But there’s optimism: “Downtown St. Pete is so dynamic that in the long run, it will support thousands more units,” Kattan said. “There’s been a fundamental kind of shift of people wanting to live in the core that we have not seen since the ‘60s.”
And the longtime residents don’t seem to mind: Former City Councilman Herbert Polson, who’s lived in St. Petersburg since 1959, “likes what he sees happening in downtown and the rest of St. Petersburg.”
— RICK KRISEMAN REJECTS LOCAL PIER RESTAURANT CONCEPT BY RICK BAKER SUPPORTER —
Doc Ford’s Rum Bar & Grille was selected to be the restaurant four the newly rebuilt St. Petersburg Pier, with a spot in what is currently the city’s Pelican parking lot.
As first reported by Janelle Irwin of the Tampa Bay Business Journal, Mayor Kriseman chose the Florida chain over a local concept by Steve Westphal, a St. Pete restaurateur — and a donor and supporter of Baker, who lost to Kriseman in his campaign for mayor.
Westphal owns the Hangar Restaurant & Flight Lounge at Albert Whitted Airport, Cafe Gala at the Dali Museum and the Annex at 400 Beach.
Doc Ford’s, named after a character in a series of novels from Florida-based author Randy Wayne White, has locations in Sanibel Island, Captiva Island and Fort Myers Beach. White is a partner in the restaurant chain.
“Doc Ford’s has already established a reputation as a highly successful destination restaurant. The restaurant’s name and Florida theme, based on the novels by New York Times best-selling author Randy Wayne White, will appeal to both residents and visitors,” Kriseman wrote in a January memo announcing the choice.
The project, as well as the renovated Pier, is scheduled to open next year.
— ST. PETE CHAMBER SCHEDULES TALLY TRIP, ANNUAL MTG. —
St. Petersburg Area Chamber of Commerce will be making its annual Tallahassee trip Jan. 30-31, to meet with legislative leaders and advocate for its city and members.
To register, visit stpete.com/Tallahassee.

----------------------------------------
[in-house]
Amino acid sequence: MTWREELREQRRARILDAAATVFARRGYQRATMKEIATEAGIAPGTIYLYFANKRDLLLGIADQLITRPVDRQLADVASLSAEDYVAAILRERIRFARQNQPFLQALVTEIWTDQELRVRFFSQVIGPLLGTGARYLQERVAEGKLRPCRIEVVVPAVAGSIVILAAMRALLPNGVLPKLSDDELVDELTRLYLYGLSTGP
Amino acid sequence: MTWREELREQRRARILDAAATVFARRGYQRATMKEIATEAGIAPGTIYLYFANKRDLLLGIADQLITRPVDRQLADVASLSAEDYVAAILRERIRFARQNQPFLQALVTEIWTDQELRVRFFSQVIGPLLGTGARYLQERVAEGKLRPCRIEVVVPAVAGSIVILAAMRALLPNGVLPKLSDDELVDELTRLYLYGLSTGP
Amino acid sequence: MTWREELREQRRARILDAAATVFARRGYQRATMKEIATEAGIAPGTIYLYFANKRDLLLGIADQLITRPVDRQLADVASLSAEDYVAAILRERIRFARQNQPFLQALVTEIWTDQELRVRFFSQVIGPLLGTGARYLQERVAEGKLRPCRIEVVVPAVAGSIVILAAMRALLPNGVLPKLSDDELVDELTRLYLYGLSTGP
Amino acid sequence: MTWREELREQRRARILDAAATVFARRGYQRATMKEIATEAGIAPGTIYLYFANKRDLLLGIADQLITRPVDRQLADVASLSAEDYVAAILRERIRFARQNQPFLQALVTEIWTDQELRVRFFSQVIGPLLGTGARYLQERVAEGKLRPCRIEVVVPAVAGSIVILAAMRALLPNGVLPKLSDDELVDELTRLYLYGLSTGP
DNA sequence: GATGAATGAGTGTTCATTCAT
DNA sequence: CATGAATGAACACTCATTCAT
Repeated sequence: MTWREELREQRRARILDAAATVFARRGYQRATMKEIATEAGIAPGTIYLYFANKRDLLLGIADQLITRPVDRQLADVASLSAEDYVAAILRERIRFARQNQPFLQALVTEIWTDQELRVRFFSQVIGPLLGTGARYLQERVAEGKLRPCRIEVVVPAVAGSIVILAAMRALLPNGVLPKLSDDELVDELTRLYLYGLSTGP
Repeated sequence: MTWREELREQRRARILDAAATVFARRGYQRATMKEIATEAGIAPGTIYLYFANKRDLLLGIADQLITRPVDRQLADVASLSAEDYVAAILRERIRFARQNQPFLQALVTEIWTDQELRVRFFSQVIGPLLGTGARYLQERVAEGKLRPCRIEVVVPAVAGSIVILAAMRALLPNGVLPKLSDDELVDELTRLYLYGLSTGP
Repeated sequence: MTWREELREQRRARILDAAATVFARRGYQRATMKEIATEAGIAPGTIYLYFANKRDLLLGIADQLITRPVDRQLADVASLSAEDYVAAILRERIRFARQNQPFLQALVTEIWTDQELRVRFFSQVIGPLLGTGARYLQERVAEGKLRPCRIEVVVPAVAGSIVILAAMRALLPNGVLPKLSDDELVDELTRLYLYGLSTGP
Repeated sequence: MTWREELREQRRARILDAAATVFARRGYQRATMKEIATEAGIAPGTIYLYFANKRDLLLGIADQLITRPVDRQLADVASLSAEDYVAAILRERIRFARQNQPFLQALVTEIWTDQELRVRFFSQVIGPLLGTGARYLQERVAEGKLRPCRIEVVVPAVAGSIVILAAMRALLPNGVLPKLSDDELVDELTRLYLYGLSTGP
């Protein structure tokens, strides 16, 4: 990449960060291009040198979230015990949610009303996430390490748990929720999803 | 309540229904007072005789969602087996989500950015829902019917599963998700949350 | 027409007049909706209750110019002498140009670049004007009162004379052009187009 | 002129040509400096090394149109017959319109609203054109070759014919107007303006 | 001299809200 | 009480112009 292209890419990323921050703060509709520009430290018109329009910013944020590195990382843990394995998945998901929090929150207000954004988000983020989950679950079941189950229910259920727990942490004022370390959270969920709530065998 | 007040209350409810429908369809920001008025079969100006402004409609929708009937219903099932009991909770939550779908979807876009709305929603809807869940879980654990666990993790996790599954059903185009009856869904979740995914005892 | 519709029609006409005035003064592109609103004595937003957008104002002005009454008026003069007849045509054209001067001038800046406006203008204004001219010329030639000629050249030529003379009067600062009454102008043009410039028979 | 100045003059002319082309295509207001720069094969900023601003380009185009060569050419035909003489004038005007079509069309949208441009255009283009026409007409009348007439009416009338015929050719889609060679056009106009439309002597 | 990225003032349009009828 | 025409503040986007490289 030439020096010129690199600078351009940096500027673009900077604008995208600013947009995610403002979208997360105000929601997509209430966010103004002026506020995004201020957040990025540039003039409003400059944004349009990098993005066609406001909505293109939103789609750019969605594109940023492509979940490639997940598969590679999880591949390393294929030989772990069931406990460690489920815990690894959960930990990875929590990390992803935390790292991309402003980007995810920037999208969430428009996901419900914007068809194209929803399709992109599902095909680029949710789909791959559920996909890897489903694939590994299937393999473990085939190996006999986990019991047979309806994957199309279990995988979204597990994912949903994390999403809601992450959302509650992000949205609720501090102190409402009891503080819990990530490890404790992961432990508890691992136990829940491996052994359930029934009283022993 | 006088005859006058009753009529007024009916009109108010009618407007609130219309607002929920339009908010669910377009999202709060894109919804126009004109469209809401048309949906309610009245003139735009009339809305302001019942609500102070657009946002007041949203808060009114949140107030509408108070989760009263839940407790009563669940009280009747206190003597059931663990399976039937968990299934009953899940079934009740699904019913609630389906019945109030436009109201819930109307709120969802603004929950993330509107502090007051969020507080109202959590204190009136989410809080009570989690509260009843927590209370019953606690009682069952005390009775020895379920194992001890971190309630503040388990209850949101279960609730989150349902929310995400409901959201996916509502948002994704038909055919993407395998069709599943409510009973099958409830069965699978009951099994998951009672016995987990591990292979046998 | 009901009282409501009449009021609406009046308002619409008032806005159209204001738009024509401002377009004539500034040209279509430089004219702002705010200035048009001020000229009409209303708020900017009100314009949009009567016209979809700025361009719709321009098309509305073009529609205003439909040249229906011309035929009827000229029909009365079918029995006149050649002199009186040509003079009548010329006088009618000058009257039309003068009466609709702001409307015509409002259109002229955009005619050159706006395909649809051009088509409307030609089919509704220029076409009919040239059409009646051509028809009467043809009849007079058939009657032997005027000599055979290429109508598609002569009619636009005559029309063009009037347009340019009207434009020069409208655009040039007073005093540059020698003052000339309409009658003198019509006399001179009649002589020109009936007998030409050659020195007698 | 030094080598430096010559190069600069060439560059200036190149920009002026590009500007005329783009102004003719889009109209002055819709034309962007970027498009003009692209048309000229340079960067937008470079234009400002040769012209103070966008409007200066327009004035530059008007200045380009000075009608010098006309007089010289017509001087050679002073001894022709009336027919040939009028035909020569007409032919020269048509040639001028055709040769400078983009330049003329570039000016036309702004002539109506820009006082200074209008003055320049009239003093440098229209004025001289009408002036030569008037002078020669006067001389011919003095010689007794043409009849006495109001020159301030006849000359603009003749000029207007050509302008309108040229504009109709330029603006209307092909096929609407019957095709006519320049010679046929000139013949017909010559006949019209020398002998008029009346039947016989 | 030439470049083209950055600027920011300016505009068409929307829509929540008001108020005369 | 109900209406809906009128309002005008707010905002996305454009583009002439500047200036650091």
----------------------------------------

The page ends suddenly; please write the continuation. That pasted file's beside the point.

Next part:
Members of the chamber Public Policy Committee can use the promotion code “PP17” to save 10 percent on registration. This discount is available through Jan. 12.
In a celebration of accomplishments in 2017, the Chamber will also hold its annual meeting to honor community leaders and discuss the future of the Chamber and the community.
Scheduled Wednesday, Feb. 7, at 6 p.m. in St. Petersburg’s Mahaffey Theater, the event will name the Chamber’s Member of the Year as well as pass the gavel from the outgoing Board of Governors Chair to the incoming Chair.
Event sponsors include Bayfront Health St. Petersburg, Duke Energy, St. Anthony’s Hospital and the Tampa International/Hillsborough County Aviation Authority.
Chamber members received two free tickets, with more information and sponsorship opportunities at stpete.com/annualmeeting.
>>>As of November, Matt Lettelleir, has joined the St. Petersburg Area Chamber of Commerce as Advocacy Manager. The former director of communications for the Pinellas County Republican Executive Committee will now oversee tracking city, county and state legislation on behalf of Chamber members.
— PINELLAS POLS RUE JACK LATVALA’S ABSENCE —
While former Sen. Latvala faces a possible criminal investigation after his abrupt resignation, some prominent Pinellas County lawmakers are withholding judgment on the Clearwater Republican.
“I’m old enough and wise enough and I’ve been around long enough to know that you can say anything about anybody,” says Pinellas County Commissioner Janet Long, a Democrat. “But the last time I checked this is still the United States and you’re still supposed to be innocent until proven guilty.”
Long’s stance was similar that taken by Latvala and his legal team when he was initially accused by six women of inappropriate touching or uttering demeaning remarks about their bodies, as reported by POLITICO Florida in early November.
But Latvala gave up the fight only hours after a second blockbuster report on his misconduct went public Dec. 20 — the most explosive claim centering on allegations of a quid pro quo of legislative support for sexual intimacy with an unnamed lobbyist — now under investigation by the Florida Department of Law Enforcement.
Among the fallout felt throughout Pinellas: